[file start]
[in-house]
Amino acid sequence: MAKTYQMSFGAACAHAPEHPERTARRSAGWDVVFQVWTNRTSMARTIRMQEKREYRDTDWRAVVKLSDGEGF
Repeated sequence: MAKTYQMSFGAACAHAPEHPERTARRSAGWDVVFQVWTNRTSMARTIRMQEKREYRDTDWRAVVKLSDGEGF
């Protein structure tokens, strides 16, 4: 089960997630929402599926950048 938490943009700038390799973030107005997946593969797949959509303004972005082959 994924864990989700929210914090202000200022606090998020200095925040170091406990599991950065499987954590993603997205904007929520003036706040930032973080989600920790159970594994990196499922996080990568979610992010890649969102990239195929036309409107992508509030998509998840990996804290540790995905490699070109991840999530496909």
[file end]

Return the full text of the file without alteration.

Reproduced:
[in-house]
Amino acid sequence: MAKTYQMSFGAACAHAPEHPERTARRSAGWDVVFQVWTNRTSMARTIRMQEKREYRDTDWRAVVKLSDGEGF
Repeated sequence: MAKTYQMSFGAACAHAPEHPERTARRSAGWDVVFQVWTNRTSMARTIRMQEKREYRDTDWRAVVKLSDGEGF
């Protein structure tokens, strides 16, 4: 089960997630929402599926950048 938490943009700038390799973030107005997946593969797949959509303004972005082959 994924864990989700929210914090202000200022606090998020200095925040170091406990599991950065499987954590993603997205904007929520003036706040930032973080989600920790159970594994990196499922996080990568979610992010890649969102990239195929036309409107992508509030998509998840990996804290540790995905490699070109991840999530496909």